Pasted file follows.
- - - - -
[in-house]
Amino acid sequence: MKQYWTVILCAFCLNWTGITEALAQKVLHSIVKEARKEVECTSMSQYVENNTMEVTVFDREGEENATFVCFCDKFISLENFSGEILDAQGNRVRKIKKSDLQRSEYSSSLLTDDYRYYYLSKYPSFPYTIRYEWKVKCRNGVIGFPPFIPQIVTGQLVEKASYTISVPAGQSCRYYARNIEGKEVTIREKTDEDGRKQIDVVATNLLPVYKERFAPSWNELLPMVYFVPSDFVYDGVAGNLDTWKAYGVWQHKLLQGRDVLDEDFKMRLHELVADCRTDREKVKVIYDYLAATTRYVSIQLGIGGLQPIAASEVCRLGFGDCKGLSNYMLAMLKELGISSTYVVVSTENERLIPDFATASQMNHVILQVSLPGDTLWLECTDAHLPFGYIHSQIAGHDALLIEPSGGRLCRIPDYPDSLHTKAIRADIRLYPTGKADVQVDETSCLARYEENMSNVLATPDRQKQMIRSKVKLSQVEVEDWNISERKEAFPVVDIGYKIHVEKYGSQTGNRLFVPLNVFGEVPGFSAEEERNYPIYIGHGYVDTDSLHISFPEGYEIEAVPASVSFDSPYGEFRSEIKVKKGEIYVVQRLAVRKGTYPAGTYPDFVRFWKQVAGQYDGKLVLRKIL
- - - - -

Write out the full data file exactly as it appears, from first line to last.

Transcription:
[in-house]
Amino acid sequence: MKQYWTVILCAFCLNWTGITEALAQKVLHSIVKEARKEVECTSMSQYVENNTMEVTVFDREGEENATFVCFCDKFISLENFSGEILDAQGNRVRKIKKSDLQRSEYSSSLLTDDYRYYYLSKYPSFPYTIRYEWKVKCRNGVIGFPPFIPQIVTGQLVEKASYTISVPAGQSCRYYARNIEGKEVTIREKTDEDGRKQIDVVATNLLPVYKERFAPSWNELLPMVYFVPSDFVYDGVAGNLDTWKAYGVWQHKLLQGRDVLDEDFKMRLHELVADCRTDREKVKVIYDYLAATTRYVSIQLGIGGLQPIAASEVCRLGFGDCKGLSNYMLAMLKELGISSTYVVVSTENERLIPDFATASQMNHVILQVSLPGDTLWLECTDAHLPFGYIHSQIAGHDALLIEPSGGRLCRIPDYPDSLHTKAIRADIRLYPTGKADVQVDETSCLARYEENMSNVLATPDRQKQMIRSKVKLSQVEVEDWNISERKEAFPVVDIGYKIHVEKYGSQTGNRLFVPLNVFGEVPGFSAEEERNYPIYIGHGYVDTDSLHISFPEGYEIEAVPASVSFDSPYGEFRSEIKVKKGEIYVVQRLAVRKGTYPAGTYPDFVRFWKQVAGQYDGKLVLRKIL